[after his parents have left, thinking he is ill] "They bought it. Incredible! One of the worst performances of my…
Everyone needs to be loved - sometime or another.
The concurrent sexual lives of best friends Jonathan and Sandy are presented, those lives which are affected by the sexual mores of the time and their own temperament, especially in relation to the respective women who end up in their lives.
Well, damn, they don't really make 'em like this anymore, do they?
While the plot to this film is virtually non-existent, with the film simply spanning 25 years in the lives of two college friends with extra focus on the women that come and go in their lives - what the film tries to do is incredibly ambitious. It's not very subtle at times, but I found it fascinating to be given an insight into how these two characters look at intimacy between people, and how these feelings change over the years. The film explores difficult psychological processes in a really honest way. I thought it was extraordinary how, without hammering it home, it highlights so many different views on…
I must confess: I don't much like Jack Nicholson. Well, his movies/acting, I suppose. I always have to be convinced to like them as I watch them, rather than going into them with the expectation of enjoyment. Knowing he is in a film makes me skeptical about it. In this particular film, his performance is neither distractingly hammy (most of his later career) nor nuanced (The Passenger), and therefore, I remained unconvinced. It's a flaw, this default prejudice, but I am trying to own it.
The film depicts two men who both treat women as objects in their own ways. Nicholson's character embodies confident misogyny while Art Garfunkel's (I know, right) character is a shy, nerdish sort. Both have unrealistic…
Outside of the phenomenal performances, this was pretty standard. Nichols has always been able to get great performances out of his actors. My main problem with his work is how drawn out every film of his is. His stuff begins to really drag for me around the midway point, despite of the great performances onscreen. A big problem with this was that Nichols doesn't really explore the characters. For a film that runs its course like a play, this really could have benefited from doing so. Nichols one grazes the surface of these characters. The fight scenes between characters do not have then power they need because of this. Whereas the scenes of relationship turmoil in Bergman's Scenes From a…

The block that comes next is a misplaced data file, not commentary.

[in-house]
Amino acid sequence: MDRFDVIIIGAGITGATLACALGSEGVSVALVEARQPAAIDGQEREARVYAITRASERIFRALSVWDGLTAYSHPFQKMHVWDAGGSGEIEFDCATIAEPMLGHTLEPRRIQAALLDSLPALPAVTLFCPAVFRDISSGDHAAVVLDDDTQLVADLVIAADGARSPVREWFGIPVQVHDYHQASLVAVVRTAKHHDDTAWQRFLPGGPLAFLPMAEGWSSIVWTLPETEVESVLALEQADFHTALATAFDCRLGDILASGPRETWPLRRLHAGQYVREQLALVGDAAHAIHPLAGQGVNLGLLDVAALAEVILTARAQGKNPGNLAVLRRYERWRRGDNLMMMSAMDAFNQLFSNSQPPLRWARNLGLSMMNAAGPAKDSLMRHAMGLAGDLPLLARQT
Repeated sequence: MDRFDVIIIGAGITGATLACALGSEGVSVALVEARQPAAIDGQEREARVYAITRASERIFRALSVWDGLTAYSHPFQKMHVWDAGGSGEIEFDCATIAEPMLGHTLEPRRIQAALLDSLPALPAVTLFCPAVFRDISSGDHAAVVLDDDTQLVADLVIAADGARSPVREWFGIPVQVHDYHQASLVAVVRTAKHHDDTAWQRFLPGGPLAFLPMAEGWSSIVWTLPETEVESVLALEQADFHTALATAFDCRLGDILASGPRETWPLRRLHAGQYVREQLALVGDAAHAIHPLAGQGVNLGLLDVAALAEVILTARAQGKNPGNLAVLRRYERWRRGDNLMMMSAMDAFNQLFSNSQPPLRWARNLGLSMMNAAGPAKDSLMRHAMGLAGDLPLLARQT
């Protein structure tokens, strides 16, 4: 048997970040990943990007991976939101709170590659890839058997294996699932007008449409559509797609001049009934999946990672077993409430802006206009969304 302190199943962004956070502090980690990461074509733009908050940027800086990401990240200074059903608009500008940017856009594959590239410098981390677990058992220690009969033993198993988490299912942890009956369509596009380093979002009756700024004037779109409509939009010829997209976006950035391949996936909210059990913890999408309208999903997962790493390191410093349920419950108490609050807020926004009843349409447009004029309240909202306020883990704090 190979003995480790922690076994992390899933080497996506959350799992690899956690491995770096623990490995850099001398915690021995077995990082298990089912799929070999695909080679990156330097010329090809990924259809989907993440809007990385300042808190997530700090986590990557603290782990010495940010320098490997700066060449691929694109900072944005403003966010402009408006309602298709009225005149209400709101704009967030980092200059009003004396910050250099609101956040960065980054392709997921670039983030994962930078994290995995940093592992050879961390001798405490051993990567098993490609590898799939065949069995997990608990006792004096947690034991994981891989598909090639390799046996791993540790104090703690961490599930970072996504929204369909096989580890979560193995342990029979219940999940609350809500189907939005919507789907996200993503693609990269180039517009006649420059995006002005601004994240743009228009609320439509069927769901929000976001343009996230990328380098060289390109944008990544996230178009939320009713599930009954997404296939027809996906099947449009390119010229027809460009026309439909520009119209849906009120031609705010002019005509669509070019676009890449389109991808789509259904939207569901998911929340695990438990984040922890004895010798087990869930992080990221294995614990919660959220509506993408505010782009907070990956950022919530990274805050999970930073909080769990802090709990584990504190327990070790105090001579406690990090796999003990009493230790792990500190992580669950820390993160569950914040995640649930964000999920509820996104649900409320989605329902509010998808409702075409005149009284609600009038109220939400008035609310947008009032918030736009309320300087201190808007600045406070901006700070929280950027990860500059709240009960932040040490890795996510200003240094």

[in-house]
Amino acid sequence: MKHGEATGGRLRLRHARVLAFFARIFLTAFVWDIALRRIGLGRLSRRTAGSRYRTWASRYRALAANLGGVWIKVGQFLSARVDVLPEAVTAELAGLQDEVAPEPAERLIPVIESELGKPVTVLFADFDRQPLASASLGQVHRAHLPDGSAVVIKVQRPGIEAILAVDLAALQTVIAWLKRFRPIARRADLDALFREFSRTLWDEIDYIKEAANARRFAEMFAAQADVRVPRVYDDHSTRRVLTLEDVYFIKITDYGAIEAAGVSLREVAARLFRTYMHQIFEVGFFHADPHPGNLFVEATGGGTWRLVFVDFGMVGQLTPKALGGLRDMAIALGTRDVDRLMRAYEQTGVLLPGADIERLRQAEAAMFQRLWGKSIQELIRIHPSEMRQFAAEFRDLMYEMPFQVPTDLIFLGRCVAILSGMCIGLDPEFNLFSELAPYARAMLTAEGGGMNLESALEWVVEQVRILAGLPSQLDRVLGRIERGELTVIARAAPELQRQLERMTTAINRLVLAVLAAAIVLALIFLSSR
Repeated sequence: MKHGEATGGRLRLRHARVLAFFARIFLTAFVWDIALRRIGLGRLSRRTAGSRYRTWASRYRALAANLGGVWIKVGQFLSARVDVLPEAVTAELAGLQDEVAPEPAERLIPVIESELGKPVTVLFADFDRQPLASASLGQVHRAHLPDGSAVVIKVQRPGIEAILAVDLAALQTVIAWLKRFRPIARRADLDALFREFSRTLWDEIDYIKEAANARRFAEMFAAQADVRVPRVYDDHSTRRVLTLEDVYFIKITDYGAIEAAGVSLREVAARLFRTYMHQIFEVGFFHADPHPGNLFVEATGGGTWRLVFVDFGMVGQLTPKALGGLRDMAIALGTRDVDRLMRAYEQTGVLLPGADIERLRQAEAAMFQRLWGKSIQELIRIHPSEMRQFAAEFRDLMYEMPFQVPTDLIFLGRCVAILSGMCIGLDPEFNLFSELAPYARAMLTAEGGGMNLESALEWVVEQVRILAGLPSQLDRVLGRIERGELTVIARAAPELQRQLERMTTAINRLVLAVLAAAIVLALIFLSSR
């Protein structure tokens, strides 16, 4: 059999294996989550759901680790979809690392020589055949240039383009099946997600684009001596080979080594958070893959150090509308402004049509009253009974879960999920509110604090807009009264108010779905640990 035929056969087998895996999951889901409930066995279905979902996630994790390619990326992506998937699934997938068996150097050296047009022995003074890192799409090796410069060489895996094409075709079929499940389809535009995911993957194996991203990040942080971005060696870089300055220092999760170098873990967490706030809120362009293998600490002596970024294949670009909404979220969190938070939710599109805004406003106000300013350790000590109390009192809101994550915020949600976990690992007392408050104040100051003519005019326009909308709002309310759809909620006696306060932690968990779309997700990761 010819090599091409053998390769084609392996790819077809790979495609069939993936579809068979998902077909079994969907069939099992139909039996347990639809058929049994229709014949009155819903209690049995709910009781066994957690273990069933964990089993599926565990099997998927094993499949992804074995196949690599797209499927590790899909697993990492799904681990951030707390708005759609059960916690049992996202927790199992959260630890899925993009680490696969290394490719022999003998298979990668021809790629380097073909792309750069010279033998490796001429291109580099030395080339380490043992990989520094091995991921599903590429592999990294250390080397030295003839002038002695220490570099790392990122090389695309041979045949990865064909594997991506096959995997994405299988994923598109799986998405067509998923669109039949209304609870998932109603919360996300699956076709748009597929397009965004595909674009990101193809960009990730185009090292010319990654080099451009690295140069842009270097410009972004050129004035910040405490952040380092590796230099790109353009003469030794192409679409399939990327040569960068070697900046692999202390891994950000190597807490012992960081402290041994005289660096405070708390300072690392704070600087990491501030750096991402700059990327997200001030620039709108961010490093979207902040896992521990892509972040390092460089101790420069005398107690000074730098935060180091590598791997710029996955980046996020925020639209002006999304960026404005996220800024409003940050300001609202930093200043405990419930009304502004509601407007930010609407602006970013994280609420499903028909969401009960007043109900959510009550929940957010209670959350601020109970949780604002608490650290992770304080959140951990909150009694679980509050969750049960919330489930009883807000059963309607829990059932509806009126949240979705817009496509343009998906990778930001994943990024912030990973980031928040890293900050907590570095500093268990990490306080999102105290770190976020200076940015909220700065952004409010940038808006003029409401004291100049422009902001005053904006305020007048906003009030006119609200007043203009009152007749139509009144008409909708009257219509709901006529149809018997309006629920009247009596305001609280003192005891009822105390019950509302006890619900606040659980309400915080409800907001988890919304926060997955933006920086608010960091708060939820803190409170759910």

If Easy Rider introduced Jack to the masses and Five Easy Pieces proved he could really act, then Carnal Knowledge cemented the Jack persona for the next 40 years. I swear every line he speaks in the film is quintessential Jack. It might as well be a dramatization about his actual sex life and the self-centered asshole mentality he flaunted with such ease. And leave it to Mike Nichols to deliver still-contemporary direction. Less ahead of its time and more a long-lasting style of storytelling that adapts over time. Like a fine wine, the narrative techniques haven't aged. If you made the film today, set it in 1971 but kept Nichols' same approach, it would still feel fresh.
Mike and Dave's Scavenger Hunt, Vol. 1!, #3: Watch an unseen Jack Nicholson film (letterboxd.com/michaeleternity/list/mike-and-daves-scavenger-hunt-vol-1/)